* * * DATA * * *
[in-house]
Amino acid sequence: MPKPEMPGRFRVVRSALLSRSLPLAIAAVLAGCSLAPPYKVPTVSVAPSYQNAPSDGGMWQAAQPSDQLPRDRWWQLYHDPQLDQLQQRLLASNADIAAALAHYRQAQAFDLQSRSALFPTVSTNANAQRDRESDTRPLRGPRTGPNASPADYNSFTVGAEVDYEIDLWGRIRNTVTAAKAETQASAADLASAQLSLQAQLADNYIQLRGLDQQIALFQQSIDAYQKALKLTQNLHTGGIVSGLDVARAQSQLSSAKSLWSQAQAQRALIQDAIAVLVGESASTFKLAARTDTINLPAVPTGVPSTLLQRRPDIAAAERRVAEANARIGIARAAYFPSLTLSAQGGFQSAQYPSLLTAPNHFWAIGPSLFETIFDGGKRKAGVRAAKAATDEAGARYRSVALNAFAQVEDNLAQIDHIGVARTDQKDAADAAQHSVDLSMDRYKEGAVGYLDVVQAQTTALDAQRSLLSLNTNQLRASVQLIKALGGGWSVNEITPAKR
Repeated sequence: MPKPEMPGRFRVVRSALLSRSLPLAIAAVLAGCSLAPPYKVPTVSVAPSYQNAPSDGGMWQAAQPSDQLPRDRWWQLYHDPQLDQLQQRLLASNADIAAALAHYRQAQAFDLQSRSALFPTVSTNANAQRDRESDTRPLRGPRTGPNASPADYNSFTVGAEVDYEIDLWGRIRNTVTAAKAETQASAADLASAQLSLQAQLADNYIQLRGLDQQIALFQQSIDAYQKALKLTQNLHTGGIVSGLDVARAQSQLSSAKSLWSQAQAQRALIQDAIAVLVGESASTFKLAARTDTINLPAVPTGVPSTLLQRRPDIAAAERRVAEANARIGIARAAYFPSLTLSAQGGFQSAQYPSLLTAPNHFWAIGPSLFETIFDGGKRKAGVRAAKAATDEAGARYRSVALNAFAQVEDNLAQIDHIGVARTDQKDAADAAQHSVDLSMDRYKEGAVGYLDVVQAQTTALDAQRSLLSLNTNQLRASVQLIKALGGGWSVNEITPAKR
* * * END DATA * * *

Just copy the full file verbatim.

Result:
[in-house]
Amino acid sequence: MPKPEMPGRFRVVRSALLSRSLPLAIAAVLAGCSLAPPYKVPTVSVAPSYQNAPSDGGMWQAAQPSDQLPRDRWWQLYHDPQLDQLQQRLLASNADIAAALAHYRQAQAFDLQSRSALFPTVSTNANAQRDRESDTRPLRGPRTGPNASPADYNSFTVGAEVDYEIDLWGRIRNTVTAAKAETQASAADLASAQLSLQAQLADNYIQLRGLDQQIALFQQSIDAYQKALKLTQNLHTGGIVSGLDVARAQSQLSSAKSLWSQAQAQRALIQDAIAVLVGESASTFKLAARTDTINLPAVPTGVPSTLLQRRPDIAAAERRVAEANARIGIARAAYFPSLTLSAQGGFQSAQYPSLLTAPNHFWAIGPSLFETIFDGGKRKAGVRAAKAATDEAGARYRSVALNAFAQVEDNLAQIDHIGVARTDQKDAADAAQHSVDLSMDRYKEGAVGYLDVVQAQTTALDAQRSLLSLNTNQLRASVQLIKALGGGWSVNEITPAKR
Repeated sequence: MPKPEMPGRFRVVRSALLSRSLPLAIAAVLAGCSLAPPYKVPTVSVAPSYQNAPSDGGMWQAAQPSDQLPRDRWWQLYHDPQLDQLQQRLLASNADIAAALAHYRQAQAFDLQSRSALFPTVSTNANAQRDRESDTRPLRGPRTGPNASPADYNSFTVGAEVDYEIDLWGRIRNTVTAAKAETQASAADLASAQLSLQAQLADNYIQLRGLDQQIALFQQSIDAYQKALKLTQNLHTGGIVSGLDVARAQSQLSSAKSLWSQAQAQRALIQDAIAVLVGESASTFKLAARTDTINLPAVPTGVPSTLLQRRPDIAAAERRVAEANARIGIARAAYFPSLTLSAQGGFQSAQYPSLLTAPNHFWAIGPSLFETIFDGGKRKAGVRAAKAATDEAGARYRSVALNAFAQVEDNLAQIDHIGVARTDQKDAADAAQHSVDLSMDRYKEGAVGYLDVVQAQTTALDAQRSLLSLNTNQLRASVQLIKALGGGWSVNEITPAKR